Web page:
PurposeThis paper aims to integrate Islamic and mainstream economics framework towards a more realistic understanding of Muslim consumption behaviour.Design/methodology/approachThe model incorporates some of the Islamic institutions like period-wise deduction of Zakat from endowments. It also includes bequests which could be significant given the Islamic injunctions on inheritance distribution and the significance placed on the institution of family. Furthermore, the model integrates the assumption that consumption opportunity set will axiomatically filter out the prohibited consumption goods from the consumption set in both contemporaneous and inter-temporal consumption.FindingsZakat ensures contemporaneous redistribution from endowment surplus households (those having Zakatable endowments above Nisab) to endowment-deficient households (those having Zakatable endowments below Nisab). The lifetime resources are scaled down for endowment surplus households because of the payment of Zakat in both periods and leaving bequests in old-age period, while the lifetime resources are scaled up for endowment deficient households because of the receipt of Zakat in both periods and receiving the bequests in youth.Originality/valueThe authors show how some of the Islamic principles and institutions can be integrated in the mainstream economics framework, especially in research studies where the objective is to understand and describe reality rather than persuasion and idealization.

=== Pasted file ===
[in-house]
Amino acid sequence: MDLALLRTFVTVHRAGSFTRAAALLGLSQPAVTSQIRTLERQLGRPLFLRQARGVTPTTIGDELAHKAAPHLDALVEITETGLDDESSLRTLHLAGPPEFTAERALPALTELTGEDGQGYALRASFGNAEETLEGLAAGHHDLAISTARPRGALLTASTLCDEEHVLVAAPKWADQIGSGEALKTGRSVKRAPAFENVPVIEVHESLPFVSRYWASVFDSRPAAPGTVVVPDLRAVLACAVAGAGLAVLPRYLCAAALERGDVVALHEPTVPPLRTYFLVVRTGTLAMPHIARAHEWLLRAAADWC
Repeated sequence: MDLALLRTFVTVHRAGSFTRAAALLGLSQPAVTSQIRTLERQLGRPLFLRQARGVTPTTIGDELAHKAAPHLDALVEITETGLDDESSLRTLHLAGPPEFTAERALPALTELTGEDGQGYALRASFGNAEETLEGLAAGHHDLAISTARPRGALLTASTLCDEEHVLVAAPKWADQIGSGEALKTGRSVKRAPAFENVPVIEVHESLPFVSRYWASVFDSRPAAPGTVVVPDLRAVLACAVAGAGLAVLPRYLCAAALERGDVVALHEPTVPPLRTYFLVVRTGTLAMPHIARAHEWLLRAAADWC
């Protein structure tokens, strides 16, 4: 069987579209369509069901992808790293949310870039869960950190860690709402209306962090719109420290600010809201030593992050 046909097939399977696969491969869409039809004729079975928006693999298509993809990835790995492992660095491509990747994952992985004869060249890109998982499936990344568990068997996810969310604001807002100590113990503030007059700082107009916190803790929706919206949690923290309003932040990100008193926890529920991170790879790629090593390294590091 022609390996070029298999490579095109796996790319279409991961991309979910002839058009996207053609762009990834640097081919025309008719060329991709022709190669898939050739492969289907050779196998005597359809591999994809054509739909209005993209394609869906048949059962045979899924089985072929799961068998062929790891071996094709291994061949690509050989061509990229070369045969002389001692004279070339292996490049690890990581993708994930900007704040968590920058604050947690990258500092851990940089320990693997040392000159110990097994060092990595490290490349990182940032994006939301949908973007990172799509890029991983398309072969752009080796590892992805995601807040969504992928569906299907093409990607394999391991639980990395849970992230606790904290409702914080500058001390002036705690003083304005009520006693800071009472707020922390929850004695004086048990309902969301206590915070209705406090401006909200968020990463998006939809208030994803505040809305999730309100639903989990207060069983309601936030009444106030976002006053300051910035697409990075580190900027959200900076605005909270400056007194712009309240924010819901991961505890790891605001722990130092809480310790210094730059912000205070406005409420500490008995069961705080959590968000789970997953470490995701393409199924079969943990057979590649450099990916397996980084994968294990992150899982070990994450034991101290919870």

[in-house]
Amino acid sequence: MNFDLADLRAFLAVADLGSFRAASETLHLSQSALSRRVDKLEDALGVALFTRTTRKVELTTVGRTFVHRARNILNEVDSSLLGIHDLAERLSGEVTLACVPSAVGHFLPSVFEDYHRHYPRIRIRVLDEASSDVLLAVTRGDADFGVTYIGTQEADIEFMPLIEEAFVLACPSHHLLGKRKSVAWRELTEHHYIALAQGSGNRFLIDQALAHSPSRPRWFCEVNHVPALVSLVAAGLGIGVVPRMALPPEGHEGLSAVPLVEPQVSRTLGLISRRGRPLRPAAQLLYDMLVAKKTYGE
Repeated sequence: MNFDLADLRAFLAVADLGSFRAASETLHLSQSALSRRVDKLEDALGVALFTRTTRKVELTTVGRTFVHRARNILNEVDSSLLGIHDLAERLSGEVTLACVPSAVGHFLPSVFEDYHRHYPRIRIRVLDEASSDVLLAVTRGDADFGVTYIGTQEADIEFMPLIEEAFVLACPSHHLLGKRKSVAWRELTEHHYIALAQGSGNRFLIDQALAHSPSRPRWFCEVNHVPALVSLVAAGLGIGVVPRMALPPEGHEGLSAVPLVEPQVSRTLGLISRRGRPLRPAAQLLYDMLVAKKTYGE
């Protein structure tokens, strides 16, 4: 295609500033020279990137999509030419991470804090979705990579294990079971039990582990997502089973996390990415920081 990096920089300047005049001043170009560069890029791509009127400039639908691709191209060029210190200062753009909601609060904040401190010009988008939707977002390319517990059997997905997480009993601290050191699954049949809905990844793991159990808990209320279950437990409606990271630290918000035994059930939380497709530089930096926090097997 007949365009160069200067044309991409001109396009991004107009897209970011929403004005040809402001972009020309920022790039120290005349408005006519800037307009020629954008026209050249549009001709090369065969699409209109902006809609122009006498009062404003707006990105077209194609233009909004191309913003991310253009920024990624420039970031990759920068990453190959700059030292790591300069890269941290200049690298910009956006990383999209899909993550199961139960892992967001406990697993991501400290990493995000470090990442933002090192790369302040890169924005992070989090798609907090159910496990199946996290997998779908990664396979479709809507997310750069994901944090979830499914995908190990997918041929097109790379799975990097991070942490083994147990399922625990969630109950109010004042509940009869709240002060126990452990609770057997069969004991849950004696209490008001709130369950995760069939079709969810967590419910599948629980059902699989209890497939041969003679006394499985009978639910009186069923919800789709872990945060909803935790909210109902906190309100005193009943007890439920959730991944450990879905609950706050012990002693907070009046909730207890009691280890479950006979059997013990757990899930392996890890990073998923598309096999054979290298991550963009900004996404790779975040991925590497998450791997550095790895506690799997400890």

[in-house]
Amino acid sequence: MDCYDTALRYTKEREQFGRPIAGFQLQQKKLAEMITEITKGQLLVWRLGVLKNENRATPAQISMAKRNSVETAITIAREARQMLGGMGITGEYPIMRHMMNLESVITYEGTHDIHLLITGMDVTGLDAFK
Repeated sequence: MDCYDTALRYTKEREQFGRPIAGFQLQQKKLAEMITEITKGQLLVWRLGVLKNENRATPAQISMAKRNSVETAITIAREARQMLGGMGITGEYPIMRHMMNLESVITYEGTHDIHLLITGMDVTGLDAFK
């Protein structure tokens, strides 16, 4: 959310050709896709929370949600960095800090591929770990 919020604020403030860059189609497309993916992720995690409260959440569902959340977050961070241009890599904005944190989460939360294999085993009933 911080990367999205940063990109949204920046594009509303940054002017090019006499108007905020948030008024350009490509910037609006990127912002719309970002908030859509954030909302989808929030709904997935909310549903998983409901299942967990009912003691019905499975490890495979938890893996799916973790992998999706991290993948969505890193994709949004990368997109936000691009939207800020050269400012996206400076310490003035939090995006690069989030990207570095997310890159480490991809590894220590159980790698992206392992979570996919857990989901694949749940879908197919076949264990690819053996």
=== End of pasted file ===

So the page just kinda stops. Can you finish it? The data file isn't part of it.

Humanomics – Emerald Publishing
Published: May 8, 2017
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